After 7 p.m. I was working on Bunting counts. There were 15 ad. male Painted and 7 ad. male Indigo at once. Two female Painted and one female Indigo. Twenty-five buntings. Five male Painted in one binoc field-of-view. I have to go rest my color receptors now. One of the Painted Buntings Kathy noticed was off color on the back. It was mostly yellow and red with the only proper lime green being narrowly around the edge of the usual back patch. Otherwise the rest was pretty bright yellow with a tint of lime, but half was red showing. And oh yeah, Little Creek Larry said he had a FOS Common Nighthawk on Thursday (the 21st).

Not a current photo, sorry for the repeat.
paintedbunting

A male Painted Bunting. You should be seeing some now. There has been a great wave of them moving through. We had 16 adult males at once (!) in the past week, likely more were around yard we missed in the moment count. They love white millet, and-or a birdbath, but keep it clean if you do that.

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Apr. 22 ~ Happy Earth Day! Low about 68F, overcast, humid, very breezy gulf flow all night. Was 15 mph gusting to 25 or so from S and SSE, KERV had gusts over 30! I saw the Brewer's Sparrow again this morning, so day 3 for it, and apparently my ID the other day was correct. It is still a Brewer's. Otherwise just a few Nashville through yard in a.m., and lots of buntings. In afternoon counted five male Indigo at once, a yard record methinks. Also 6 Painted at once, and likely more out there. A couple male Blue Grosbeak. Kathy saw the FOS greenie - a female Painted, here at the casita while I was in town.

Park had some birds hiding from wind in the woods. TWO great thrushes at once is unheard of here. First I saw a Gray-cheeked Thrush out on the island. Then I heard a VEERY singing! But could not see it One of the most beautiful and distinctive songs in the bird world. I can't believe I heard one sing here. Presently birding 'blind and naked' with no way to document. Two FOS warblers were a male Common Yellowthroat, and then Northern Waterthrush, of which there were seemingly two. A few Nashville Warbler, single Wilson's and Yellow Warbler. A few chips, seets, and zeets got away. Heard my FOS Eastern Wood-Pewee. The strong SSE winds in late April and early May make for hard birding conditions but also for good birds. The breeder pair of Common Grackle continue out on island. Zone-tailed Hawk was over Rosie's taco trailer, but actually I needed the tacos more.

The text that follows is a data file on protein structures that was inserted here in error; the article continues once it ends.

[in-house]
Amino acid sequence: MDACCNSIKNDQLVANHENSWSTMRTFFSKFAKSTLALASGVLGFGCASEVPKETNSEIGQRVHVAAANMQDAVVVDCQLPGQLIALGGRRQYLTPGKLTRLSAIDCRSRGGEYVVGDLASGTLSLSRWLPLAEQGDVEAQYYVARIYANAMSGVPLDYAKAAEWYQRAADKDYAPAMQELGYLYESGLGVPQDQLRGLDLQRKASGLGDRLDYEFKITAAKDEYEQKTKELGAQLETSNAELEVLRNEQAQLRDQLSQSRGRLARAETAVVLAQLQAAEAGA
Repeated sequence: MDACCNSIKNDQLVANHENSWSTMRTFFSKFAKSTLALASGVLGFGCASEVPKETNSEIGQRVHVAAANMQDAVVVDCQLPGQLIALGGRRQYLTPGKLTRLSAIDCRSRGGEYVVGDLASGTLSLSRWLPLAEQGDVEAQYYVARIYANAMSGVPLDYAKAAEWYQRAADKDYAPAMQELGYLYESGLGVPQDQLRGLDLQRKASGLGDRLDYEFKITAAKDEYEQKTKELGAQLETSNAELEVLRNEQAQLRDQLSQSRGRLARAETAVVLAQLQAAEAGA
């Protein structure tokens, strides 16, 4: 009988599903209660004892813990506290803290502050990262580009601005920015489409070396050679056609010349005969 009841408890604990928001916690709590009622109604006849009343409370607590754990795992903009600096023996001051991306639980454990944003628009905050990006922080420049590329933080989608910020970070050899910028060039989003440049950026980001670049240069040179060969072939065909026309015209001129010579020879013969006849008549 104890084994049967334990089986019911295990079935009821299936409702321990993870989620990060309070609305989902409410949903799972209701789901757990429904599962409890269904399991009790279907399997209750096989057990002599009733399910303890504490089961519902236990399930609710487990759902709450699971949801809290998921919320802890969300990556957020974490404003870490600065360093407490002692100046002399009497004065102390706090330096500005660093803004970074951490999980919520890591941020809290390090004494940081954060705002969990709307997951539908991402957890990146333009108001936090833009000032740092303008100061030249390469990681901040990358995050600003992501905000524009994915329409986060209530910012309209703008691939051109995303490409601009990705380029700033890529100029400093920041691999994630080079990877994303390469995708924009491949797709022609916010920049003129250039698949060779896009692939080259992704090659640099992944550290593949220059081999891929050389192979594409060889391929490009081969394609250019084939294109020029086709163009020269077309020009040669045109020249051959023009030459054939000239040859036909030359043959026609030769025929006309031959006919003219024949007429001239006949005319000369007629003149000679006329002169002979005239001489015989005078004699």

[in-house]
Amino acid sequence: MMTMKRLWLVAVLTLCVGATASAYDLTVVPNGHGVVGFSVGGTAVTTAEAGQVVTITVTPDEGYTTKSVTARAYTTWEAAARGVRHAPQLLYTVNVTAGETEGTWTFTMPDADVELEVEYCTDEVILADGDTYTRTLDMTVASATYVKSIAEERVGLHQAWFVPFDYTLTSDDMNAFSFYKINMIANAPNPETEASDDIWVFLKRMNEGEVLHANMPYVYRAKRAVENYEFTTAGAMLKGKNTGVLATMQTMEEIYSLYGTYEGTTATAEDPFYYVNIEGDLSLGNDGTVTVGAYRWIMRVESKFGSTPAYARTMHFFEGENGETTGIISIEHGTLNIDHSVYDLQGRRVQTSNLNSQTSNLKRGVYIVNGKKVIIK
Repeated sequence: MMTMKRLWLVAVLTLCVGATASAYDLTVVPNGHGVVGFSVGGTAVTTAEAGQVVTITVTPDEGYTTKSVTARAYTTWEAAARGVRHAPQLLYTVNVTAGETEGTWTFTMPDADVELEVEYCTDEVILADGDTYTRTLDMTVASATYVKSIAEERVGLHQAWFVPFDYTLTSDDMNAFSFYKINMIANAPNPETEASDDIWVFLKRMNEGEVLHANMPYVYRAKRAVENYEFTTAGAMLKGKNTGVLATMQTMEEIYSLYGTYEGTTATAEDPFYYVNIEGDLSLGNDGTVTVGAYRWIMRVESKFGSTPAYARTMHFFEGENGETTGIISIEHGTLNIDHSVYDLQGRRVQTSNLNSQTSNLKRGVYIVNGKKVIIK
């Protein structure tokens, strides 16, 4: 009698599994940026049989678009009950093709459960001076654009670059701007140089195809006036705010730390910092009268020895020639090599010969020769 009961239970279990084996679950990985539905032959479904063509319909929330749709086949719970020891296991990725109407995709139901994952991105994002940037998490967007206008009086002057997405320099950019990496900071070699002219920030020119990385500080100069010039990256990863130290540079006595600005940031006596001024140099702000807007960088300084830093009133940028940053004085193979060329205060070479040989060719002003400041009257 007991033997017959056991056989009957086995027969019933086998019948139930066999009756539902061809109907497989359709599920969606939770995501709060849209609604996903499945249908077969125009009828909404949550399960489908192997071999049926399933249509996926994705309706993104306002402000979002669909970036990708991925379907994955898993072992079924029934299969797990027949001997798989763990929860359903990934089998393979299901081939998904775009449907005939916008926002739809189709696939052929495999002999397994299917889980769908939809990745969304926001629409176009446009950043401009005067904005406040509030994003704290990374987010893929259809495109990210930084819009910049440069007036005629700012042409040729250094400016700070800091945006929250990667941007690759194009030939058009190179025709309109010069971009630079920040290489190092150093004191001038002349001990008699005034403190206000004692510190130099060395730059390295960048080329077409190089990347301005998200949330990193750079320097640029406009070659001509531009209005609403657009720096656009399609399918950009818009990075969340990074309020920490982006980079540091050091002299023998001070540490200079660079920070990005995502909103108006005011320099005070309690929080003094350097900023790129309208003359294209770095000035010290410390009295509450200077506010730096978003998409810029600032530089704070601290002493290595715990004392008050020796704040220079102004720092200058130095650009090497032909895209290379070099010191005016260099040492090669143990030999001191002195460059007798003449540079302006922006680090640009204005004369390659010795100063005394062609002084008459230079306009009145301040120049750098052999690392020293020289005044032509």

Apr. 21 ~ Low of 68F and very humid. Stayed coolish all day, 80F at 3 p.m. is pleasant despite the humidity. A few Nashville Warbler went through yard over the morning. Before noon a couple FOS Orchard Oriole were in the male Mulberry over the cottage, ten minutes later Kathy spots a male bathing in the bath! Whaddabird! About 1 p.m. a male Black-throated Green sang and foraged in a Pecan. Gnatcatcher singing out there too. Three male Indigo Bunting together at once, and more than a handful of Painted. There are kilos of Clay-colored Sparrow, but was too busy at desk to work them. The hummingbirds were fewer this last week than the one before. Must have been a passage wave going through.

Late in day saw my FOS female Blue Grosbeak, my FOS male was on the 12th, nine days ago. Again, a very typical stagger, males arriving on territories a week to two before females, to prepare for battle. With Painted Bunting and Blue Grosbeak it is often a day or two the males are back before they even quiet sing (under the breath). And a few to several days before they really even start singing full songs at volume. It is still very reserved at first and takes a while, and females arriving, for them to really get wound up.

Apr. 20 ~ Low about 65F, and maybe spritzed a bit more, nothing consequential, but overcast and wettish out there. The huge gaggles of Clay-colored Sparrow and Painted Bunting continue. On the millet tube whilst tallying up male Painted Buntings, a male Lazuli Bunting landed! Second one here this spring. Whaddabird! It was around an hour or two at least. A couple Nashville Warbler went through, heard a Gnatcatcher. Kathy heard a Great Crested Flycatcher. In the afternoon she saw the FOS Yellow Warbler, a male at the bird bath. I got an eleven count on White-crowned Sparrow! May well have been twelve.